By Ujeena Rana
While rumours have been adrift about Uber making its presence in Nepal, the speculations have yet to materialise. Uber was launched in 2009 and is and American technology company operating in more than 600 cities worldwide. It develops, markets and operates Uber transportation and delivery mobile apps. Not quintessentially Uber-ish in nature, but many independent taxi drivers in Kathmandu have been long working on ‘on call’ basis. However, there is change in the air.
A few startups are investing in ride-sharing and ride-hailing apps to facilitate the commuting experience of the valley populace. To benefit from such services, a customer needs to download the app first, register, feed information regarding the pickup and drop location, request a ride and the driver whoever is closest to the customer’s vicinity responds. You take the ride. You pay. As simple as that!
Sounds familiar? Well, Uber, Ola, Grab Taxi and multitudes of taxi-hailing apps operating in major cities across the globe provide services following similar methodology. In Kathmandu, we have Kawa Rides, Sarathi Cab, Onver Smart Taxi, Eddy Cab and Tootle Today (a motorcycle ride sharing app). The deciding factors separating one from the other are the service, app reliability and user friendliness.
However, if we are to see Uber’s trajectory, it has not been a smooth sail throughout. Uber is infamous for putting taxis out of business. In New York City alone, Fox 5 reported that the taxi industry has lost about 13 percent of revenue because of Uber. According to Business Insider, the latest victim of Uber is Yellow Cab, the largest taxi company in San Francisco.
Even though taxi-hailing startups in Nepal do not emulate Uber’s business model document verbatim, there have been incidences during the trial phase when Sarathi was threatened by taxis who tried to flex their muscles but “we invariably asked them to come on board since they would benefit from the collaboration most. The service is not just for customers but taxi drivers as well as they can earn at the very least a fixed figure every month,” informs Ravi Singhal. He founded Sarathi along with Prakash Neupane.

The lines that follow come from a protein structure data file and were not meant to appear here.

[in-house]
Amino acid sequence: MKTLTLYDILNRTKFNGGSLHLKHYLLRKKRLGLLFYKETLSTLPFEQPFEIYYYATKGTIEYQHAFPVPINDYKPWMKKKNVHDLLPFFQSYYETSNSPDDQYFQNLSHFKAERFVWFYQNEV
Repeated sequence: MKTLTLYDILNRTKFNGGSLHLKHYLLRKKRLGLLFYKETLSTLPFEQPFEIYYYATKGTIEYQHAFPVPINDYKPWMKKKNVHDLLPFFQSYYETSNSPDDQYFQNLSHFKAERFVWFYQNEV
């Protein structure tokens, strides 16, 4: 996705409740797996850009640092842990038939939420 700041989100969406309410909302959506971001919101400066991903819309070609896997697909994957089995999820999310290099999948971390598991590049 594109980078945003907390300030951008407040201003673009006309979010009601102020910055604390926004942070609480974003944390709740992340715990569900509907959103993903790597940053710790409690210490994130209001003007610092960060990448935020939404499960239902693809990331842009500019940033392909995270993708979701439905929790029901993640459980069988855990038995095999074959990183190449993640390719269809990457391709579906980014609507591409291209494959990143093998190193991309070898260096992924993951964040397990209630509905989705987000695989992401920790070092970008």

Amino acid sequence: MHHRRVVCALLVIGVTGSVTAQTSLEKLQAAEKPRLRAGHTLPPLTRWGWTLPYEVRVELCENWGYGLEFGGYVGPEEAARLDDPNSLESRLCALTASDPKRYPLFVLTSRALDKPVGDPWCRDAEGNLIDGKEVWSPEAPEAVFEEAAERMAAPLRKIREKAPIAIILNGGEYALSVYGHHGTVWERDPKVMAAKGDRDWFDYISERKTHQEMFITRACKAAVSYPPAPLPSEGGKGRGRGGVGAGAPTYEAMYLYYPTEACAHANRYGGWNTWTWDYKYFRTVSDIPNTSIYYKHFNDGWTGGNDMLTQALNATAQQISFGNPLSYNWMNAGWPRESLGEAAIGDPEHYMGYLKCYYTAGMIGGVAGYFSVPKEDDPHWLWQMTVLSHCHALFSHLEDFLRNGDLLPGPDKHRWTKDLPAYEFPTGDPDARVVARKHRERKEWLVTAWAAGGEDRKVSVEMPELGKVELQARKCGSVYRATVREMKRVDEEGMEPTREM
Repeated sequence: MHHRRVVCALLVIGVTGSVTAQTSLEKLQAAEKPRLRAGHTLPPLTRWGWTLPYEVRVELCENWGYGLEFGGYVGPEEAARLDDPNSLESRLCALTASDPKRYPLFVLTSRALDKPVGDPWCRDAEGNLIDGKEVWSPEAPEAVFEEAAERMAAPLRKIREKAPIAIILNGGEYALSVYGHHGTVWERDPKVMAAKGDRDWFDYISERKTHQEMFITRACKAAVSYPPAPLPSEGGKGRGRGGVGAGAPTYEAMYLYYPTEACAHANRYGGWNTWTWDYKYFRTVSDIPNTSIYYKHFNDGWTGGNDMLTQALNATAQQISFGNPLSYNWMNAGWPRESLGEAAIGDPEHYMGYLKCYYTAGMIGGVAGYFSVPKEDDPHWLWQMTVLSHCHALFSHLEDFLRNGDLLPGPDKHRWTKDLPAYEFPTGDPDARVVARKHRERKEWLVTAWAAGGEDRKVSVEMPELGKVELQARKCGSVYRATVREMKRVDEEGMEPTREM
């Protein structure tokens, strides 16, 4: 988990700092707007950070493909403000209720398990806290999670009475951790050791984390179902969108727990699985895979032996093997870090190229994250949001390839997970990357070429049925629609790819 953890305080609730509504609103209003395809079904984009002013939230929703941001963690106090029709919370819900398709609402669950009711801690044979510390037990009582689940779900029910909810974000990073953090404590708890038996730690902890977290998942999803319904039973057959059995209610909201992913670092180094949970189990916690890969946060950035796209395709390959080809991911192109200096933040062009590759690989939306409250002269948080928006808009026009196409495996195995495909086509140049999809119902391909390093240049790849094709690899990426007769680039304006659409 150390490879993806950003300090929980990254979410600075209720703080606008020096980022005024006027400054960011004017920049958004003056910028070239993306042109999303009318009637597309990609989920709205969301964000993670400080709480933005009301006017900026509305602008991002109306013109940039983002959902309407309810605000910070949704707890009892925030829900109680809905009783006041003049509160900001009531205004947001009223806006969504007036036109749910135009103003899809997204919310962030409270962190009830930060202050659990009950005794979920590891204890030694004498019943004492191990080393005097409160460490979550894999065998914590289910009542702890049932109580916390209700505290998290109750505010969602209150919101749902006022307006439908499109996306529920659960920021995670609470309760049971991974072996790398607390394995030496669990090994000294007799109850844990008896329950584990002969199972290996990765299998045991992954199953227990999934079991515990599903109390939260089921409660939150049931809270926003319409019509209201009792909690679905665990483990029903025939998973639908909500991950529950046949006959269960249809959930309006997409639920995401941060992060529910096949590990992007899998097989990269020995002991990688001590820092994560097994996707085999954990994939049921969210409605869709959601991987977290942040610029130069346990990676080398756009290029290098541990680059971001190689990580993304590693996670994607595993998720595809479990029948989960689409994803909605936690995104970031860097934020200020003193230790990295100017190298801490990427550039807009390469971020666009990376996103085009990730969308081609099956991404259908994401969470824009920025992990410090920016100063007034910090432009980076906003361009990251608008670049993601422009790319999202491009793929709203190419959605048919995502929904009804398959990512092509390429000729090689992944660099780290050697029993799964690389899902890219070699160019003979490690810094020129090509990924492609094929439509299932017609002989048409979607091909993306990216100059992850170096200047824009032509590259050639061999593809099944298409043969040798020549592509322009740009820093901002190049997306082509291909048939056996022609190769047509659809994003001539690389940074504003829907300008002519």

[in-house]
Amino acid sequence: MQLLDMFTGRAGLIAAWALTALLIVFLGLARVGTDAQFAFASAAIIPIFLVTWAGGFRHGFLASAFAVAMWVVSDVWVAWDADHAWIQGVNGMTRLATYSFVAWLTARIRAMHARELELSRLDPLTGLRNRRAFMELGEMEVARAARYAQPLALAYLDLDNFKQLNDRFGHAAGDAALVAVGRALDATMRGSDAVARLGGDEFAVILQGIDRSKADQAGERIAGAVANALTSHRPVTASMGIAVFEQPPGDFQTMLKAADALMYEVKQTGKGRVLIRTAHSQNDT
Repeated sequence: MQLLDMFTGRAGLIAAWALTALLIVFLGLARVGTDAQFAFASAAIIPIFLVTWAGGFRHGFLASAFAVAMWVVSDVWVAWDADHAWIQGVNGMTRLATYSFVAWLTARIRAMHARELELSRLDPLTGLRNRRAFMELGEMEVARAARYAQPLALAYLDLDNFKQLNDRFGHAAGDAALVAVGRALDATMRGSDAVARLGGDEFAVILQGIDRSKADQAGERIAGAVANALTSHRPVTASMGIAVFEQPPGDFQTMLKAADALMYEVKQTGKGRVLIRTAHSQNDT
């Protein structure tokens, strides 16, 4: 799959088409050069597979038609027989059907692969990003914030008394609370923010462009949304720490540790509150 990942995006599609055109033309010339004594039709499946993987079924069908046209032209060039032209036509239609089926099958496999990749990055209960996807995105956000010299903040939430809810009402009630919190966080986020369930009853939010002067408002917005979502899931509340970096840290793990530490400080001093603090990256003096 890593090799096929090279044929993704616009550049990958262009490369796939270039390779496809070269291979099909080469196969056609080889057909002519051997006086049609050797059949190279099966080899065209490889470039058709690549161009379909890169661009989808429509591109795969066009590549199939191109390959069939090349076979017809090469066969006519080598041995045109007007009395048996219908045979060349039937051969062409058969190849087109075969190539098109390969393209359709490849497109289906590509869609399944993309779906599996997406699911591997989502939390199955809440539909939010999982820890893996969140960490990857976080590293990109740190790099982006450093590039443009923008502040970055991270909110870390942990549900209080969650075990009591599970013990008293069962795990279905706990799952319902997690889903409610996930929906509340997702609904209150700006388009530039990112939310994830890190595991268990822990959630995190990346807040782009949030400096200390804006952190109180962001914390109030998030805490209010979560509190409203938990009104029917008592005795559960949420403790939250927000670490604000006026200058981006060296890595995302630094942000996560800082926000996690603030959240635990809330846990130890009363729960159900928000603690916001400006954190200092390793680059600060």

According to Om Khadka, founder at Onver, this business idea essentially assists daily wage earners (here taxi drivers) as well as promotes and manages a better taxi service. “We work in collaboration and with the cooperation of the taxi association. We are here to institutionalise the operation of taxi service. There should not be any bad blood between ridehailing taxi service providers and taxi unions,” states Khadka.
Motorcycle ride-sharing and taxi-hailing apps have caught the interest of Kathmandu dwellers for the right reasons. Understandably, in the context of Kathmandu, these services were conceived to do away with problems faced by passengers. Taxis rarely run on meter, bargaining is the norm, taxi drivers reject a customer outright since the destination of the ride does not match their liking and usually taxi drivers quote whatever number fancies them. Worse when it rains! It is more about working on their whim; the eccentricity of the drivers is unmatchable. “We are here to change that—change the taxi ride experience in Kathmandu,” asserts Singhal.
The ride-hailing taxi services are fundamentally app based. Should they go against the grain of their business model, things can go haywire. Case in point, I tried to book a taxi from Kawa to travel from work to home, however, since iOS was under development, I could not download the app on my phone. I made a request to accommodate my order. However, connection with the cab driver was unachievable. “If we try to jump the automated system, failure in getting service is unavoidable,” was their reply. “We have perfected the android part; we are fine-tuning the iOS system. By the time this story gets published, it should be ready for iOS users as well,” asserts Vinayak Prasad, co-founder at Kawa (Kawa in Newari translates to ‘Come and Get Me’). Likewise, Tootle matches you with bikers that are on your way. It imbibes the concept of shared economy. One factor Tootle is putting its foot firm on is that it is purely app based. No phone requests are entertained. “We want to push the behaviour of sharing and at the same time make it technology relevant,” stresses Sixit Bhatta, Co-founder at Tootle.